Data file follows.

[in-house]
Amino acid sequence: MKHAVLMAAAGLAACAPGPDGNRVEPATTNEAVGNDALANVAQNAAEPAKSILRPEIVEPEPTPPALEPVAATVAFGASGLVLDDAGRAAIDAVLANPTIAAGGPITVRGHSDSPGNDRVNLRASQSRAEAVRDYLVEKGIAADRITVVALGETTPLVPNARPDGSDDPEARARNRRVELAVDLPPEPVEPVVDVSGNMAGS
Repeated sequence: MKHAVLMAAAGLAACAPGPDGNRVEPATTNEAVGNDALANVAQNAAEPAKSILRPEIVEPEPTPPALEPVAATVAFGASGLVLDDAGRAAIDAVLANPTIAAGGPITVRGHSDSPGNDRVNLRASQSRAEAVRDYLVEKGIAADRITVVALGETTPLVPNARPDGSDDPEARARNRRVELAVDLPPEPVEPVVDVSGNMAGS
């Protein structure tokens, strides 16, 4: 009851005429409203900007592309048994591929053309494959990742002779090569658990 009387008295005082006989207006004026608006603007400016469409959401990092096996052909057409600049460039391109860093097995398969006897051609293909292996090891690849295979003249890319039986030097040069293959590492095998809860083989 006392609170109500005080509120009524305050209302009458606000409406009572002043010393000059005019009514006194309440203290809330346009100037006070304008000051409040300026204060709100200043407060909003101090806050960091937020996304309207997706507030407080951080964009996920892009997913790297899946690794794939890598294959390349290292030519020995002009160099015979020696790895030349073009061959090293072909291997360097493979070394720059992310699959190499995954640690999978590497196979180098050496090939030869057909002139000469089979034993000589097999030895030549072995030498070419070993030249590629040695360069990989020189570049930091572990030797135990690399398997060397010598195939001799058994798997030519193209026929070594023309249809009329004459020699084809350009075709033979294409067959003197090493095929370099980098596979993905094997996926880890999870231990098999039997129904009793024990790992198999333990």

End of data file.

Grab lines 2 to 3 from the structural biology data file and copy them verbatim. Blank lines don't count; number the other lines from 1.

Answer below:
Amino acid sequence: MKHAVLMAAAGLAACAPGPDGNRVEPATTNEAVGNDALANVAQNAAEPAKSILRPEIVEPEPTPPALEPVAATVAFGASGLVLDDAGRAAIDAVLANPTIAAGGPITVRGHSDSPGNDRVNLRASQSRAEAVRDYLVEKGIAADRITVVALGETTPLVPNARPDGSDDPEARARNRRVELAVDLPPEPVEPVVDVSGNMAGS
Repeated sequence: MKHAVLMAAAGLAACAPGPDGNRVEPATTNEAVGNDALANVAQNAAEPAKSILRPEIVEPEPTPPALEPVAATVAFGASGLVLDDAGRAAIDAVLANPTIAAGGPITVRGHSDSPGNDRVNLRASQSRAEAVRDYLVEKGIAADRITVVALGETTPLVPNARPDGSDDPEARARNRRVELAVDLPPEPVEPVVDVSGNMAGS